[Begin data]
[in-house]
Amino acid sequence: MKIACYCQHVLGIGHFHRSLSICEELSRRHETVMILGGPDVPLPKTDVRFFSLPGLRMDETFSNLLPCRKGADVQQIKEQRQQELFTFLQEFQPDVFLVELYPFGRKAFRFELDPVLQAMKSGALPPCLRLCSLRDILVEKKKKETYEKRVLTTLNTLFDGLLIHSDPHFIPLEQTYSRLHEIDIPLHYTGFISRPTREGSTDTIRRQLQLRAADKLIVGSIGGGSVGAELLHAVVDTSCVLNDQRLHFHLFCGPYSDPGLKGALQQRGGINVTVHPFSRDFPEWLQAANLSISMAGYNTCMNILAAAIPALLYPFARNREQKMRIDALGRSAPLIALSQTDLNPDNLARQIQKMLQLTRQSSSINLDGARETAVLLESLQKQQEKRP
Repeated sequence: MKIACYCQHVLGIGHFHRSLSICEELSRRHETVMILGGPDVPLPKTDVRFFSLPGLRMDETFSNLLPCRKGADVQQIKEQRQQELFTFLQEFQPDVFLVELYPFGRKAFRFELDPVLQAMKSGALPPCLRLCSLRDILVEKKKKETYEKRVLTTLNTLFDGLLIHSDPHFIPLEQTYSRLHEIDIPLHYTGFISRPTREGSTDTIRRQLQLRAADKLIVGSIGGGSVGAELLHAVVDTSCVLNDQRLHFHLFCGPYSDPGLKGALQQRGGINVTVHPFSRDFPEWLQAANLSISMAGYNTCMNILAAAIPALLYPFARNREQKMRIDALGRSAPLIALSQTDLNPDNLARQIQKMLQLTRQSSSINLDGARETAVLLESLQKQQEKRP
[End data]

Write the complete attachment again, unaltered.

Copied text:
[in-house]
Amino acid sequence: MKIACYCQHVLGIGHFHRSLSICEELSRRHETVMILGGPDVPLPKTDVRFFSLPGLRMDETFSNLLPCRKGADVQQIKEQRQQELFTFLQEFQPDVFLVELYPFGRKAFRFELDPVLQAMKSGALPPCLRLCSLRDILVEKKKKETYEKRVLTTLNTLFDGLLIHSDPHFIPLEQTYSRLHEIDIPLHYTGFISRPTREGSTDTIRRQLQLRAADKLIVGSIGGGSVGAELLHAVVDTSCVLNDQRLHFHLFCGPYSDPGLKGALQQRGGINVTVHPFSRDFPEWLQAANLSISMAGYNTCMNILAAAIPALLYPFARNREQKMRIDALGRSAPLIALSQTDLNPDNLARQIQKMLQLTRQSSSINLDGARETAVLLESLQKQQEKRP
Repeated sequence: MKIACYCQHVLGIGHFHRSLSICEELSRRHETVMILGGPDVPLPKTDVRFFSLPGLRMDETFSNLLPCRKGADVQQIKEQRQQELFTFLQEFQPDVFLVELYPFGRKAFRFELDPVLQAMKSGALPPCLRLCSLRDILVEKKKKETYEKRVLTTLNTLFDGLLIHSDPHFIPLEQTYSRLHEIDIPLHYTGFISRPTREGSTDTIRRQLQLRAADKLIVGSIGGGSVGAELLHAVVDTSCVLNDQRLHFHLFCGPYSDPGLKGALQQRGGINVTVHPFSRDFPEWLQAANLSISMAGYNTCMNILAAAIPALLYPFARNREQKMRIDALGRSAPLIALSQTDLNPDNLARQIQKMLQLTRQSSSINLDGARETAVLLESLQKQQEKRP